When my husband and I moved to San Diego from Lawrence, Kansas, upon him receiving his first “real job” out of college, we assumed what normal Midwesterners would — that we would live in an apartment facing the ocean with wall to wall windows. He had a good job. We genuinely believed that we would have it easy. To our dismay the only apartment we could afford was in Spring Valley off of Campo Road across the street from the Deering Banjo Factory. Even all the way out there, we could not believe how much our rent was. We could not believe how much our grocery bills were, and our gas.
I often wonder what it’s like for college graduates who were born and raised here in San Diego. Are they prepared for the disappointment of life after college in our overpriced city?
The average price of an apartment in downtown San Diego is $2149 a month, followed by North County coastal whose average is $2126 a month. The most affordable prices in San Diego are found in in East County where average rentals run $1418 a month. But even that is out of reach for many young 20-somethings. Our city is the ninth most expensive metropolitan rental market in the United States. But we are ranked 27th in the nation when it comes to income. A recent Realtor.com study, found San Diego to be the nation’s least affordable city in terms of real estate in relation to income in the nation.
The question is, how are recent college grads managing to survive in this city? Is the sunshine really worth the stress?
The out-of-state liberal arts graduate
Skyler Henry is an East County San Diego kid, born and raised. Before going away to New York for college, the furthest she ventured from home was Northern California. Henry is tall, 5’11”. She wears her long wavy brown hair pulled back into a ponytail. She is 24 but could pass for 30, not because she looks older, but because of her no-frills, no-bullshit demeanor.
Henry attended La Mesa Middle School as a kid. Her parents worried she had fallen into an unsavory crowd. Instead of sending her on to Helix High School, they opted to send her to Grossmont High School in El Cajon to get a fresh start and make some new friends.
“They told me I had to play sports,” Henry says with a nostalgic smile, “They wanted me to play a fall, winter, and spring sport so that there would be no time during the year for me to just come home after school. They wanted to keep me busy.”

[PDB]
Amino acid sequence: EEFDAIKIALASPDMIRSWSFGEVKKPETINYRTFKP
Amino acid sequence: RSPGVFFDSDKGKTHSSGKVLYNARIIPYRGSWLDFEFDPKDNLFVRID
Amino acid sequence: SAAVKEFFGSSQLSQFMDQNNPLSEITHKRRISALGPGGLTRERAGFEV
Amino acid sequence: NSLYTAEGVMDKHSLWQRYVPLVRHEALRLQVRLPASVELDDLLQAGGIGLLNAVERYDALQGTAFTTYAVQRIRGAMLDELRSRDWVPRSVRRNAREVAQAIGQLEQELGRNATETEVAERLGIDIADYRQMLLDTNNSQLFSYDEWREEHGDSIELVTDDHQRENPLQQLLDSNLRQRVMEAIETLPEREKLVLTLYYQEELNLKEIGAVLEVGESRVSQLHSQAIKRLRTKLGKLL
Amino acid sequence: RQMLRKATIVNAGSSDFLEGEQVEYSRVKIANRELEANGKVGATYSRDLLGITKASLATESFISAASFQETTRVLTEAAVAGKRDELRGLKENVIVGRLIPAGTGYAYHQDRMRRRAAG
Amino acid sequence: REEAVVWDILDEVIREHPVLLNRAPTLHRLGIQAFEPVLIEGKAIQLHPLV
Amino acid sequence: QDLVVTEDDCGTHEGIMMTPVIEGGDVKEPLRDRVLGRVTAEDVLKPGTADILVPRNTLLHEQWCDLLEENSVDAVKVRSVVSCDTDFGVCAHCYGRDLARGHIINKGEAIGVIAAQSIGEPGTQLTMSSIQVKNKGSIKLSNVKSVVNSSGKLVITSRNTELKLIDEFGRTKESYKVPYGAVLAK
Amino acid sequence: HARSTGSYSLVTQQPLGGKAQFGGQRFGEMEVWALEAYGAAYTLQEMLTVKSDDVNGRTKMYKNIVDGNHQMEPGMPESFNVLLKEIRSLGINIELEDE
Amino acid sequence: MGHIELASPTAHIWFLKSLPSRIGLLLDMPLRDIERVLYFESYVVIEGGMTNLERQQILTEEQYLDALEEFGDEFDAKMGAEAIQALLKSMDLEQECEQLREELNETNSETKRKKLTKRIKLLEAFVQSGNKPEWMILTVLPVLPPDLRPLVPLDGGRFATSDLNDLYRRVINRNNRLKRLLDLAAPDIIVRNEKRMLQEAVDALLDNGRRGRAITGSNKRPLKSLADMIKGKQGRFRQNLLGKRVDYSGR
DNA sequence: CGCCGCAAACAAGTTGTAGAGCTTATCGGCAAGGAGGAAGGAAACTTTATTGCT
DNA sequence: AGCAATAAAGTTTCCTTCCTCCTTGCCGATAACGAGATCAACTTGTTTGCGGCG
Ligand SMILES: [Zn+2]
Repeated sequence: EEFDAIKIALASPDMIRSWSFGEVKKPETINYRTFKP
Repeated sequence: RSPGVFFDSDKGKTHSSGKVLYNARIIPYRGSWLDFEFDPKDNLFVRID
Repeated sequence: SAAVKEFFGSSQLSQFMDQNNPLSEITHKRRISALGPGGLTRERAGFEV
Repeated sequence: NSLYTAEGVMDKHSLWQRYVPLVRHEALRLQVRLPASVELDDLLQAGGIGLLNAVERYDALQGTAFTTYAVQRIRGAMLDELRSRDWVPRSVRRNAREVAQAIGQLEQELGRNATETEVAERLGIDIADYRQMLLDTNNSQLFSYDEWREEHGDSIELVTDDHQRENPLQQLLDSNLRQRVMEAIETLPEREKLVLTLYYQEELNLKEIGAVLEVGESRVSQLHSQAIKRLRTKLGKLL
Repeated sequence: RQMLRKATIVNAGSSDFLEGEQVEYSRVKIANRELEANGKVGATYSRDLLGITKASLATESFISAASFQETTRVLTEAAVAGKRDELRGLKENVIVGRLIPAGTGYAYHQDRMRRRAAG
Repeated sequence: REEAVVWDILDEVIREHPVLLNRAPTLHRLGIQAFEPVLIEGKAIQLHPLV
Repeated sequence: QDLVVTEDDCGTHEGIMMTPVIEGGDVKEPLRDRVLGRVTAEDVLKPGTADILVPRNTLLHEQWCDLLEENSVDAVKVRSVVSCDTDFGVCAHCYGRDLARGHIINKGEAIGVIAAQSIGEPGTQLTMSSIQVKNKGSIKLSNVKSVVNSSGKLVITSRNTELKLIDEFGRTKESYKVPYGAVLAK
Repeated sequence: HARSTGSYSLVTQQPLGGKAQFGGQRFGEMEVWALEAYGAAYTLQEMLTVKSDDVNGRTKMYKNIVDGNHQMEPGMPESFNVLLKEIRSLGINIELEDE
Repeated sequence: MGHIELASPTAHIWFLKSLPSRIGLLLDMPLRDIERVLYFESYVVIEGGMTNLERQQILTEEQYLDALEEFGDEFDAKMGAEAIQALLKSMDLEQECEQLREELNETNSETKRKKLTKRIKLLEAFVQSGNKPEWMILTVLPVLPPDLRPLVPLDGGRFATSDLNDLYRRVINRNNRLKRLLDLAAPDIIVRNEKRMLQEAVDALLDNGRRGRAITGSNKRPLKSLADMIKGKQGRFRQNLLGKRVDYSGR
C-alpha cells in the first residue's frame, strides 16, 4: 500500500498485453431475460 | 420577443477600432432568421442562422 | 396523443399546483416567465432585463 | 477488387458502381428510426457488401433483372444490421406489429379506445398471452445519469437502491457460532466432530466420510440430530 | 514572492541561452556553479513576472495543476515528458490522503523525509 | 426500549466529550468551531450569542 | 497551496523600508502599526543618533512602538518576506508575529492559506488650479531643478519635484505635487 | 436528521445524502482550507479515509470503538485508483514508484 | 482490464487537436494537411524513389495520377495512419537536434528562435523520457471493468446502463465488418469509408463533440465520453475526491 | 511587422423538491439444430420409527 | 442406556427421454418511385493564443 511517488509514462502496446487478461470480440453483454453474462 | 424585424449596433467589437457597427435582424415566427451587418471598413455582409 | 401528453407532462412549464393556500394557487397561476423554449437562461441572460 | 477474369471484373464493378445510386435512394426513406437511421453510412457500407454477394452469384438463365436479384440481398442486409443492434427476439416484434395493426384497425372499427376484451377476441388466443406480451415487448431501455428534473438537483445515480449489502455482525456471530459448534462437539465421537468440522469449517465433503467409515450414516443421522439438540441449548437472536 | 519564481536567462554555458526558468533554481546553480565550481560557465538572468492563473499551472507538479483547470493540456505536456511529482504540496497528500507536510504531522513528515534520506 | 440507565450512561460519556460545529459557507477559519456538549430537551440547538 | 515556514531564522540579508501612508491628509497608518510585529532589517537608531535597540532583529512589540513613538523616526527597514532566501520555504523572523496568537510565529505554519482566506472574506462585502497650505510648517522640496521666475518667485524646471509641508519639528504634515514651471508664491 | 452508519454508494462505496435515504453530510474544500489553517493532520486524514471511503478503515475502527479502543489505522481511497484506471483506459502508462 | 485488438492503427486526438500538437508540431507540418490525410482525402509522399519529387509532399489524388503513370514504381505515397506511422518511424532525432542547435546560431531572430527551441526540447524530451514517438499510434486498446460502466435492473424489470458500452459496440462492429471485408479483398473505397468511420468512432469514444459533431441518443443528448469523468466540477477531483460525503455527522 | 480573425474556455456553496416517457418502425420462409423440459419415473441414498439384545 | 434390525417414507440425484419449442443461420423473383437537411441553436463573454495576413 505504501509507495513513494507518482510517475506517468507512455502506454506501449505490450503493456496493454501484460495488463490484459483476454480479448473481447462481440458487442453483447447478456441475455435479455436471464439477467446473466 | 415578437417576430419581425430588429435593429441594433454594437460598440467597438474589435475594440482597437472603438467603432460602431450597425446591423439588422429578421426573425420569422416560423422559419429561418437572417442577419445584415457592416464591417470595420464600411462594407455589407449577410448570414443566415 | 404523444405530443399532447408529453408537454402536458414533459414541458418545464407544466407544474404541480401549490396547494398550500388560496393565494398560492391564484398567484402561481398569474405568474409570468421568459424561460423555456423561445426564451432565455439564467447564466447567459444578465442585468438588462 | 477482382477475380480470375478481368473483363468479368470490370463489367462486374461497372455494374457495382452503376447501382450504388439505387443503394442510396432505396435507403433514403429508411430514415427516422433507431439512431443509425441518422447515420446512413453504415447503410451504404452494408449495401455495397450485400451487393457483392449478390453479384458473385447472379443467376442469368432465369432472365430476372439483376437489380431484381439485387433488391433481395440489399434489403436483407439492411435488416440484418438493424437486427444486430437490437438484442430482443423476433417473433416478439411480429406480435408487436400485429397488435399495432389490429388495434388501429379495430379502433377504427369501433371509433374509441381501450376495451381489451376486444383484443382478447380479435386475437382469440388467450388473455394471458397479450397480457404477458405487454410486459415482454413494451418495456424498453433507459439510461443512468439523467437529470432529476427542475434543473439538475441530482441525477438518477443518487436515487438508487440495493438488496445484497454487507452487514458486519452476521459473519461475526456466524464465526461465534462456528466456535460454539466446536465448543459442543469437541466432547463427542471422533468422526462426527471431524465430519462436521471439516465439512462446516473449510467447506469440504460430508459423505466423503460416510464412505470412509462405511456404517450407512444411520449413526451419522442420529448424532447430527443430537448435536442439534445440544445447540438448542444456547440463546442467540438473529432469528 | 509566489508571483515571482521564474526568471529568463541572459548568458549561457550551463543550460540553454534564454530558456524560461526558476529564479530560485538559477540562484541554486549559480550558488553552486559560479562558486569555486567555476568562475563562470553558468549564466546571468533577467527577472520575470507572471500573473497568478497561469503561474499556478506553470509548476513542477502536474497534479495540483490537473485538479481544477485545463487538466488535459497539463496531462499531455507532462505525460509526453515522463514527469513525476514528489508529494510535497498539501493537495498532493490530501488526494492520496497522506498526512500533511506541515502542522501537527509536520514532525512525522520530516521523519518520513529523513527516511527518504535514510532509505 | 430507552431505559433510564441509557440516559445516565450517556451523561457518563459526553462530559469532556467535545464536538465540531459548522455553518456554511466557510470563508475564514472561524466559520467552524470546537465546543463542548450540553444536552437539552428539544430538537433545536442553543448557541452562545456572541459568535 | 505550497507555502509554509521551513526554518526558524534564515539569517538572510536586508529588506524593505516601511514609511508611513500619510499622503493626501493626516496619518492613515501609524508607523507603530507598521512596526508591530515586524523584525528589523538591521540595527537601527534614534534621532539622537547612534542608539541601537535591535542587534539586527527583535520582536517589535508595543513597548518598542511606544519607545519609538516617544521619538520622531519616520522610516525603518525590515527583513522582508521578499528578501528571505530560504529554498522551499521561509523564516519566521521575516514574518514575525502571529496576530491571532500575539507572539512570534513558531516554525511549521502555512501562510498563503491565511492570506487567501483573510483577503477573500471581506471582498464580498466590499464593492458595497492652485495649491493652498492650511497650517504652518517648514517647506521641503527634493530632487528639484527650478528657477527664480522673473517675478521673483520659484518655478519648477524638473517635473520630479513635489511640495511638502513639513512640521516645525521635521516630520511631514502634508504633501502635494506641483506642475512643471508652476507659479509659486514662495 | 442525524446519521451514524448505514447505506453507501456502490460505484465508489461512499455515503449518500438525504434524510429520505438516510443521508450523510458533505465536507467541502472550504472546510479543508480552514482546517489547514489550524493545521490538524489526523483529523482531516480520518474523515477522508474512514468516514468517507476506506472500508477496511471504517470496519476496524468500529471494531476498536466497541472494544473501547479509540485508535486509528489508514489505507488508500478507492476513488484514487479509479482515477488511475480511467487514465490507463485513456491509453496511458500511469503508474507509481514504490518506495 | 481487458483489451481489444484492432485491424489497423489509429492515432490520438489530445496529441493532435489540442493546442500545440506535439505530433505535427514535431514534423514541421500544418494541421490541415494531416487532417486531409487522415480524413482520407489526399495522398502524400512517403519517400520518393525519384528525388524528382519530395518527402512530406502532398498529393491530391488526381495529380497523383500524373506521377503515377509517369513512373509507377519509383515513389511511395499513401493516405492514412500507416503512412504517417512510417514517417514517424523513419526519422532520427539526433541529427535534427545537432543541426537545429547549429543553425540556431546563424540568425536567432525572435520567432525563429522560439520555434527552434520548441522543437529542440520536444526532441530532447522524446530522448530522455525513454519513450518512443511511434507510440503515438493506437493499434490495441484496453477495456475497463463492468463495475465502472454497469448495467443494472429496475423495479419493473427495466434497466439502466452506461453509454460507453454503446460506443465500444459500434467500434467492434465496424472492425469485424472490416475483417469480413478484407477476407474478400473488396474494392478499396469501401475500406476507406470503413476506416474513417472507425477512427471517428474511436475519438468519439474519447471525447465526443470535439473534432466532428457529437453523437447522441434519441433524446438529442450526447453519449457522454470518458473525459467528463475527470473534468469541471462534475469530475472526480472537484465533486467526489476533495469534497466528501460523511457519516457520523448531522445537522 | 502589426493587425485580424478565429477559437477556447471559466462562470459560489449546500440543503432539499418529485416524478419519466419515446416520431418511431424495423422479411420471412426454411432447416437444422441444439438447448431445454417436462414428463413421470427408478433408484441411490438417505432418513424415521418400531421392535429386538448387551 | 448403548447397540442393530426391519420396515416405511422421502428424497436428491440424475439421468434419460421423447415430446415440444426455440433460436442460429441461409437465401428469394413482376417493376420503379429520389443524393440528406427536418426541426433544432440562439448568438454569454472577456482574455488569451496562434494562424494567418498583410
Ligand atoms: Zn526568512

Her freshmen year, Henry began playing water polo. She could barely swim, so the coaches placed her in the goalie box. To everyone’s surprise, she took it to it immediately. During her high school career, Henry exceled in the sport.
She went on to attend the Junior Olympics and was sought after by college recruiters. By her senior year coaches from Division 1 water polo programs where courting her. A handful of schools offered to pay Henry’s way to visit their universities.
“I went on a recruiting trip to Marist College. The campus was one of the prettiest places I have ever been. It’s right on the Hudson river. They paid for everything! They handed the girl who was hosting me an envelope of cash for whatever I wanted for the weekend. I worked out all my paper work and my scholarship with them and I signed [that weekend]. I thought they would give me more money than anyone else would, so I signed. They told me ‘That money is yours as soon as you sign,’ and as long as I kept my grades up. If I had waited to sign and they got a couple of more [athletes] out there, they may not have had the same budget for me,” Henry explains.
Henry says this decision was based largely on wanting to get out of San Diego and to escape her parents.
“I wanted different experiences. I wanted to travel. I hadn’t been anywhere except for Baja or Nor Cal for water polo. I wanted to go somewhere new. I was in high school, so at that time everything my parents did was so annoying and horrible. I was so tired of living with them. Of course, now looking back, they weren’t doing anything unreasonable,” Henry recalls with a laugh.
Tuition, room, and board at Marist College is $55,150.00 per year.
“They gave me a $15,000 a year athletic scholarship. I also got an academic scholarship that varied year to year depending on my GPA. That was around $5-6000 a semester. Because I was out-of-state, I got like an out-of-state bonus, it’s like getting a Cal Grant but for being out of state. That was a little less than $10,000. So, really, I was paying for my housing only.”
Upon graduation, Henry left Marist with a 3.4 grade point average, a degree in international political science and environmental science with a minor in studio art, and $60,000 in student debt.
“Housing was expensive. When I was applying for student loans, they don’t ask about any scholarships. So, I just took out whatever I would need for housing. I took out $15,000 for four years in a row. Unfortunately, they are all individual loans. No one co-signed with me so I had to go privately. I am just now figuring out what I got myself into. If you get government loans [co-signed] with your parents, they will consolidate it when you graduate. If you go through Sallie Mae, which is who I went through for my student loans, each time you take out a loan, they do not consolidate unless you find an independent loan consolidator. I took out three loans. I am making three payments a month on that, and a fourth payment on a government loan. I am spending about a $1000 a month on them.”